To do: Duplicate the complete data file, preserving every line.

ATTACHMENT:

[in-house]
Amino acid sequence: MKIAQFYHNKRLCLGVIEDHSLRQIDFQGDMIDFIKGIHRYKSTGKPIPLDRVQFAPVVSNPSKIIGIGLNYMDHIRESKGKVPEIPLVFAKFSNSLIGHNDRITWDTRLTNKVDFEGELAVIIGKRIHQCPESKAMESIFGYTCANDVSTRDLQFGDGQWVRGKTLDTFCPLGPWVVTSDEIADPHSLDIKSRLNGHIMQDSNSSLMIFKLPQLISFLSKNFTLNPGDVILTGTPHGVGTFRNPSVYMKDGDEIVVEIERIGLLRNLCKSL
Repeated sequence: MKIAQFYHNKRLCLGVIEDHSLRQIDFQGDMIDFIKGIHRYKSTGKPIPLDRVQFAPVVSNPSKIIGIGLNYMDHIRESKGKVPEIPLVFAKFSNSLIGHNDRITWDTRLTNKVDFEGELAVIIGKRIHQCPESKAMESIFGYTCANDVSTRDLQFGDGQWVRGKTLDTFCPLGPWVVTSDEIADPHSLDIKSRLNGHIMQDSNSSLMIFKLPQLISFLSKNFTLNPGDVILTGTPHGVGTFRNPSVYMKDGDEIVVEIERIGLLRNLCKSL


[in-house]
Amino acid sequence: MKIAQFYHNKRLCLGVIEDHSLRQIDFQGDMIDFIKGIHRYKSTGKPIPLDRVQFAPVVSNPSKIIGIGLNYMDHIRESKGKVPEIPLVFAKFSNSLIGHNDRITWDTRLTNKVDFEGELAVIIGKRIHQCPESKAMESIFGYTCANDVSTRDLQFGDGQWVRGKTLDTFCPLGPWVVTSDEIADPHSLDIKSRLNGHIMQDSNSSLMIFKLPQLISFLSKNFTLNPGDVILTGTPHGVGTFRNPSVYMKDGDEIVVEIERIGLLRNLCKSL
Repeated sequence: MKIAQFYHNKRLCLGVIEDHSLRQIDFQGDMIDFIKGIHRYKSTGKPIPLDRVQFAPVVSNPSKIIGIGLNYMDHIRESKGKVPEIPLVFAKFSNSLIGHNDRITWDTRLTNKVDFEGELAVIIGKRIHQCPESKAMESIFGYTCANDVSTRDLQFGDGQWVRGKTLDTFCPLGPWVVTSDEIADPHSLDIKSRLNGHIMQDSNSSLMIFKLPQLISFLSKNFTLNPGDVILTGTPHGVGTFRNPSVYMKDGDEIVVEIERIGLLRNLCKSL